CIRCLEVILLE — The Circleville City Charter Commission presented before Circleville City Council at their most recent meeting with Commission Chair Tom Kopec, sharing information on some of the decisions they’ve made following their first few meetings in recent weeks.

A charter is a legal document that can be compared to a constitution. It specifies a form of government for the city and is drafted by local citizens with the idea to strengthen the democratic process and create a more efficient government. Voters in Circleville voted to approve the drafting of a charter last year and also voted in 15 members to the charter commission. Once drafted, voters will then have a “yes” or “no” vote to approve the charter.

Kopec said the charter commission has spent the last few weeks learning about local government and speaking with current and former leaders of Circleville, as well as other similar communities. They’ve not yet dove into constructing the charter, but that process will begin with upcoming meetings. A third step in the process will be educating the public about what the charter is and what Circleville’s proposed charter will eventually contain.

Kopec said the commission had a “spirited discussion” of the charter that was drafted in 2014, with the members of the current commission weighing the pros and cons with it.

“One of the key things that came out of that was education,” he said. “That’s a building block for us…we have a group working on education of a charter. Some of the people who I’ve talked to didn’t understand what they voted for last August. That’s an area that’s going to be a major focus.”

Kopec said they’re nearing the end of the first phase of their plan to learn about Circleville’s current government and ideas.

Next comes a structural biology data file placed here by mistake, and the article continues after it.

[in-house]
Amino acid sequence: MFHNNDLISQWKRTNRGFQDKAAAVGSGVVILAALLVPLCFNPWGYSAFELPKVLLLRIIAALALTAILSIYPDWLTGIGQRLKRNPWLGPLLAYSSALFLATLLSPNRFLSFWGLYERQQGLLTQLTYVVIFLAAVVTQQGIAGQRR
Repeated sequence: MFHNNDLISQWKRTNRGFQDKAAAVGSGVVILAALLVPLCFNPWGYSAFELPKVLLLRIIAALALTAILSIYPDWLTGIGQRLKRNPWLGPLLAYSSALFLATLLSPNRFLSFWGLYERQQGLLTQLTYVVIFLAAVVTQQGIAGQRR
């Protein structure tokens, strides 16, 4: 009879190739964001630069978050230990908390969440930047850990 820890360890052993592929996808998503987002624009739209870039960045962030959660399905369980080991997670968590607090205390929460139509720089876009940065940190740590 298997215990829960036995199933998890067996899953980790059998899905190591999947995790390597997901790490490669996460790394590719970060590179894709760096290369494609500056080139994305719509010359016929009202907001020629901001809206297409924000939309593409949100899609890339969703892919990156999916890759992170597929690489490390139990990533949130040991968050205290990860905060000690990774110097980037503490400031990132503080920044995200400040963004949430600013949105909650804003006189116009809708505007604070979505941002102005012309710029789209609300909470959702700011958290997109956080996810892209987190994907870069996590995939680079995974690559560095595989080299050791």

“The current plan is to understand charter governments and the many different charters that have been written,” he said. “We first took cities of similar size in counties of similar size and looked at how those charters were operating. We talked to different members of those [communities] to understand language in charters.

We’re going to give the voters an idea of what a charter is and what’s in [Circleville’s proposed] charter they’ll be voting on.”

Kopec said they’ve hired an attorney to help draft the charter and thanked council for providing the funds.

“Most of us are not lawyers, but we needed information about the statutes and regulations that apply to them,” he said.

Kopec said once the charter is completed, they’ll have a separate campaign that will be divided from the commission.

“We’ll get the charter framework together and that will come together in the upcoming weeks,” he said.

Kopec said one member would move outside the city limits in December.

“We’ll move forward with 14 and we’ll be okay,” he said. “Looking back to 2014, we had only 12 members. The commission worked well then, so I don’t think that’ll be an issue today.”

Kopec said they meet at the Pickaway County Community Foundation Office and they meet every first and third Thursday of each month and the public is welcome.

“We’re still seeking public input and all the meetings are open to the public and we invite them to come and provide input,” Kopec said after the meeting.

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